Monday’s report on corporal punishment documents Taliban practices both before and after their return to power in August 2021, when they seized the capital of Kabul as U.S. and NATO forces withdrew after two decades of war.

The first public flogging following the Taliban takeover was reported in October 2021 in the northern Kapisa province, the report said. In that case, a woman and man convicted of adultery were publicly lashed 100 times each in the presence of religious scholars and local Taliban authorities, it said.

In December 2022, Taliban authorities executed an Afghan convicted of murder, the first public execution since they took power the report said.

The execution, carried out with an assault rifle by the victim’s father, took place in the western Farah province before hundreds of spectators and top Taliban officials.

Zabihullah Mujahid, the top government spokesman, said the decision to carry out the punishment was “made very carefully,” following approval by three of the country’s highest courts and the Taliban supreme leader, Mullah Hibatullah Akhundzada.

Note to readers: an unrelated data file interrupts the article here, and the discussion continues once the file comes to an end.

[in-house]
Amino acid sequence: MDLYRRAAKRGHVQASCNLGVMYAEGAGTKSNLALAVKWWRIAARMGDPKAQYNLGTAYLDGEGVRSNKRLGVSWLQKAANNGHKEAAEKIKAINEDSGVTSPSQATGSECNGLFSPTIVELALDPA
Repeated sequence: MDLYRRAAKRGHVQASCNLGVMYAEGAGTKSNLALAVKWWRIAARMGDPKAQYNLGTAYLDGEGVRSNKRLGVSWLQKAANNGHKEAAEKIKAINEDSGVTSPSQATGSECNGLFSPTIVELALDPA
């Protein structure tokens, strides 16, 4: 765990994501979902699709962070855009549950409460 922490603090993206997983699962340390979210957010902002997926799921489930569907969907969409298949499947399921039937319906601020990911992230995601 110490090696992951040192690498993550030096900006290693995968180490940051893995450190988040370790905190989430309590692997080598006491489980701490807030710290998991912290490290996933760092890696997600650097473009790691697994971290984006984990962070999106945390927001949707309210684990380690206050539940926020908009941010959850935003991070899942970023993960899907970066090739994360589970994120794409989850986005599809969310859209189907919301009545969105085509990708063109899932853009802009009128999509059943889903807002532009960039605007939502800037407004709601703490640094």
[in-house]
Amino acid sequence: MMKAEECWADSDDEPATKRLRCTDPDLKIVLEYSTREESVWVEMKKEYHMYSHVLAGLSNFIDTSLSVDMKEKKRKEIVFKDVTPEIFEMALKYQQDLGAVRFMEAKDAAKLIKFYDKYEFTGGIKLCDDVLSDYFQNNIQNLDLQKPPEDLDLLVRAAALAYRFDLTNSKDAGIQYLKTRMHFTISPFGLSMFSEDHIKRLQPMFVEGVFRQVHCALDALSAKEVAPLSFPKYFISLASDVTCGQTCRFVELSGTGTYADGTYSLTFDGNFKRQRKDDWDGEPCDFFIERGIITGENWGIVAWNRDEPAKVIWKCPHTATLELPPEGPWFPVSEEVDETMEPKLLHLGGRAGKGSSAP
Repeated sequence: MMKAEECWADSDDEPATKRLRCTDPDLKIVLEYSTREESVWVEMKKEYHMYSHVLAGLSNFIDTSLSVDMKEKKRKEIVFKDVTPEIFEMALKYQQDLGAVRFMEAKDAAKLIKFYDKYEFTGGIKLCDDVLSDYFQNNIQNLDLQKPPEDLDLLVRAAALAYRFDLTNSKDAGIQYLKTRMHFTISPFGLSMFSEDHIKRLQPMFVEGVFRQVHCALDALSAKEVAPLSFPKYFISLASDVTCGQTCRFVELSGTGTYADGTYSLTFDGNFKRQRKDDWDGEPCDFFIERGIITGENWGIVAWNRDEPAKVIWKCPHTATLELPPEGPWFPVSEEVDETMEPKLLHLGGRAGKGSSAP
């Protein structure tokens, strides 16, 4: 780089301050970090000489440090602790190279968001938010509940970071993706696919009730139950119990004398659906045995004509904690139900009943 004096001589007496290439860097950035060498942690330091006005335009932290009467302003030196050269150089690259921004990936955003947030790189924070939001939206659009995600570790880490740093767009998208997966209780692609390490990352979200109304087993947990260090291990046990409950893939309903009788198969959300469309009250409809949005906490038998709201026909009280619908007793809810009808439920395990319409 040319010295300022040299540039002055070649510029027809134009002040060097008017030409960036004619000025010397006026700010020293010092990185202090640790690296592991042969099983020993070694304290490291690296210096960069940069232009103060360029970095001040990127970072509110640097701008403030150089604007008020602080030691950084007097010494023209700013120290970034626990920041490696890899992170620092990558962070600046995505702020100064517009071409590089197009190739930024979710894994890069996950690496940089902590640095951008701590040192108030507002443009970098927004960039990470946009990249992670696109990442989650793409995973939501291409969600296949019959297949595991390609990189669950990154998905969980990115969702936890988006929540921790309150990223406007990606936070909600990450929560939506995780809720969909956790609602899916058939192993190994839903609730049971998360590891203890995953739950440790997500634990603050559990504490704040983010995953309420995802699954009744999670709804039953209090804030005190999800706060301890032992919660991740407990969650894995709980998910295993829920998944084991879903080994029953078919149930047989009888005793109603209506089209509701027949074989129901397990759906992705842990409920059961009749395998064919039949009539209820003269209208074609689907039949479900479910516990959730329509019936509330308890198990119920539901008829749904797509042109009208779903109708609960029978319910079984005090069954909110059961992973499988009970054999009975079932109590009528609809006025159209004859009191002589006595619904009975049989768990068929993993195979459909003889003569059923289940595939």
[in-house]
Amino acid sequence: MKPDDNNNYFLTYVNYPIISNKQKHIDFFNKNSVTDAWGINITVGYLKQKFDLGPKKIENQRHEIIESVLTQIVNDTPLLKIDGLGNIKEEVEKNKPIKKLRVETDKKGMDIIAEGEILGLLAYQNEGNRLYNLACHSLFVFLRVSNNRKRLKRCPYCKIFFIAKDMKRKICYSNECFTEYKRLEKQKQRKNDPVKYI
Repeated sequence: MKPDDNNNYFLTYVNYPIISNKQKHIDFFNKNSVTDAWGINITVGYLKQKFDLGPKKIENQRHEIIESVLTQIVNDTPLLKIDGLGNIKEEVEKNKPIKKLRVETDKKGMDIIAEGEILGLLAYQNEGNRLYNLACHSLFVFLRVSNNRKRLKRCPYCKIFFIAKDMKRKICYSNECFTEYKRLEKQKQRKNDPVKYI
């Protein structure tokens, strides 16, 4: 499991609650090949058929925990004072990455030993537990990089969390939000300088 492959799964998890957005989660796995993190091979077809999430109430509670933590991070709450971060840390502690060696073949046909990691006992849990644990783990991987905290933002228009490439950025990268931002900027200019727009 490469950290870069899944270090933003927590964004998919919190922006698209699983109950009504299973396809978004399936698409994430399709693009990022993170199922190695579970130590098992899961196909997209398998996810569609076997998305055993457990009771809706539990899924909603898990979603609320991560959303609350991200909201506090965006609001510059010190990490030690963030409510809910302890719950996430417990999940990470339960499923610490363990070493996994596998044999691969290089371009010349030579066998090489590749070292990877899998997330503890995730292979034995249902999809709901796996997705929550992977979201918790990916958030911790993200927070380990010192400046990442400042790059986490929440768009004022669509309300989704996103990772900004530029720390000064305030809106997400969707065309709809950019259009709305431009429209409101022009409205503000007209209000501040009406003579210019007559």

There has been a significant increase in the number and regularity of judicial corporal punishment since November when Mujahid repeated comments by the supreme leader about judges and their use of Islamic law in a tweet, the report said.

Since that tweet, UNAMA documented at least 43 instances of public lashings involving 274 men, 58 women and two boys. A majority of punishments were related to convictions of adultery and “running away from home,” the report said. Other purported offenses included theft, homosexuality, consuming alcohol, fraud and drug trafficking.

In a video message, Abdul Malik Haqqani, the Taliban’s appointed deputy chief justice, said last week that the Taliban’s Supreme Court has issued 175 so-called retribution verdicts since taking power, including 79 floggings and 37 stonings.

Such verdicts establish the right of a purported victim, or relative of a victim of a crime to punish or forgive the perpetrator. Haqqani said the Taliban leadership is committed to carrying out such sentences.